While most of the literature has focused on how private firms make the decision to invest in other countries, we are interested here in how a country makes the decision to invest in firms located abroad. There are three major types of sovereign investment: international reserves, public pension funds and state-owned enterprises. (4) International reserves or foreign-exchange reserves are liquid assets held by the central bank and other monetary authorities in recognized reserve currencies. These are used to finance international payment imbalances. Most of these assets are held in gold, convertible foreign currencies and bonds and securities issued in convertible foreign currency. Foreign exchange reserves are somewhat homogenous. Most foreign exchange reserves are held in U.S. dollars (60.9%). The second most widely used currency for reserves is the euro (24.5%). (5) Public pension funds are investments made by a country’s government to meet future obligations to its citizens. Public pension funds are denominated in the local currency and make most of their investments domestically. State-owned enterprises (SOE) are businesses that are wholly or partly owned by the state. Like sovereign wealth funds, state-owned enterprises, especially China’s SOEs, have experienced significant growth in the past few years. Out of the 500 largest companies in the world, 88 are Chinese SOEs, including the third and fourth largest companies in the world (Sinopec Group and China National Petroleum). (6)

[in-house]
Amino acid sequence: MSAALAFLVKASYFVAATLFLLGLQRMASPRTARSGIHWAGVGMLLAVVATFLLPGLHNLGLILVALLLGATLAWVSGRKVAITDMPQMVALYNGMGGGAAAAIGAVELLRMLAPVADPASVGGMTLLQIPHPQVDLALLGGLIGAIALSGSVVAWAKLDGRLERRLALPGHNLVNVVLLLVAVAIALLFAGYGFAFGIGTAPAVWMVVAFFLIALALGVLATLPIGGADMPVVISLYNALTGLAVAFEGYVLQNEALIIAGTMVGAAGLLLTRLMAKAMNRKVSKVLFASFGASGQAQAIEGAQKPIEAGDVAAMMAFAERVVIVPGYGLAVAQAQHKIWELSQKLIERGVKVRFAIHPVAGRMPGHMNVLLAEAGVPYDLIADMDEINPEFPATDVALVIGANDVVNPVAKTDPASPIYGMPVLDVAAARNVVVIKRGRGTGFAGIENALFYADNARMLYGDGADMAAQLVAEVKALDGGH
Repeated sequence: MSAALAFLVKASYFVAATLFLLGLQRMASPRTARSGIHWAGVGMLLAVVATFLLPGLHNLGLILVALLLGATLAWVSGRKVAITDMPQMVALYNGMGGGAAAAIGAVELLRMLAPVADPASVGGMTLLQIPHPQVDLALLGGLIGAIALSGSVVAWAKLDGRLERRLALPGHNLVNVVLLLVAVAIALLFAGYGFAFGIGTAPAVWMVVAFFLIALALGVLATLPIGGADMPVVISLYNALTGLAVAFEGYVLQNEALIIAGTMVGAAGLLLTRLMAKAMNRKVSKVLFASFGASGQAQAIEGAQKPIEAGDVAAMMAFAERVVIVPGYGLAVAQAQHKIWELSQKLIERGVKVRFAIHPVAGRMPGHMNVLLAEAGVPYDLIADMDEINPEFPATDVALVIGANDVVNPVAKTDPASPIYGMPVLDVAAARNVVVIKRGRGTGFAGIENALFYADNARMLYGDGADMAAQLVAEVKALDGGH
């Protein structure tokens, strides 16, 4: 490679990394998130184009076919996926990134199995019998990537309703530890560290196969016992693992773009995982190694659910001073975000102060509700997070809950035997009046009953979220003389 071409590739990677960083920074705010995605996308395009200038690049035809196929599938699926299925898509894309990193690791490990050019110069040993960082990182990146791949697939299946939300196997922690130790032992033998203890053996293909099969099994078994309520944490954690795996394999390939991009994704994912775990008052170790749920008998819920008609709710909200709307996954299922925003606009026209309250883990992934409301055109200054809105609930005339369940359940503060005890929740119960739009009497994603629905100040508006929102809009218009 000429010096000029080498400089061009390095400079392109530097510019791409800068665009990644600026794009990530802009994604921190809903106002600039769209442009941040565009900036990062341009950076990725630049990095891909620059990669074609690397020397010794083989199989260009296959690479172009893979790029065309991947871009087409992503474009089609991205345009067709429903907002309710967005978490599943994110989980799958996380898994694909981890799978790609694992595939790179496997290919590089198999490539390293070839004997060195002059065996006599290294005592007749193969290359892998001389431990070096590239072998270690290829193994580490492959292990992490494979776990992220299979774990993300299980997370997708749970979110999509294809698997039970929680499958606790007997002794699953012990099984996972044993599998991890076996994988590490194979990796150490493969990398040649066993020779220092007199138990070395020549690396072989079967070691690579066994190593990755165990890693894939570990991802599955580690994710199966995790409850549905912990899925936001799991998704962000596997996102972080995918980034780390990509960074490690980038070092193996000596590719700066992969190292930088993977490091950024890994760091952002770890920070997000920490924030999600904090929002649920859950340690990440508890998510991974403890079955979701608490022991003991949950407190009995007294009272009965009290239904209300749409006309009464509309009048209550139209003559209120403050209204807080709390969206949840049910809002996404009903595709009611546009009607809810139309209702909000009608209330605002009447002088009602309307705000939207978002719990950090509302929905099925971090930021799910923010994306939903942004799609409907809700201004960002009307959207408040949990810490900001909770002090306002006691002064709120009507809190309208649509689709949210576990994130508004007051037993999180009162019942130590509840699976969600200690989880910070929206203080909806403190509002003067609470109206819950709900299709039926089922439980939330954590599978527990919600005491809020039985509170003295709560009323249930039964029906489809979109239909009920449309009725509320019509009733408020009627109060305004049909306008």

Sovereign wealth funds (SWFs) are government investment funds owned and managed by national governments. Forty-three countries own the 76 sovereign wealth funds currently in existence. Of these, the majority were set up to invest wealth derived from commodities, especially oil. About half of all sovereign wealth funds were established to manage oil wealth. Sovereign wealth funds are very concentrated. Of the estimated $5 trillion held by these funds, about half of it is held by five funds. (7) As such, they represent the largest concentration of capital the world has ever known. (8) Qatar’s Investment Fund ranks 13th overall among SWFs by size and is the sixth largest oil-funded SWF.
High inflow/high return scenarios projected that SWF’s assets would total $9.3 trillion. (11)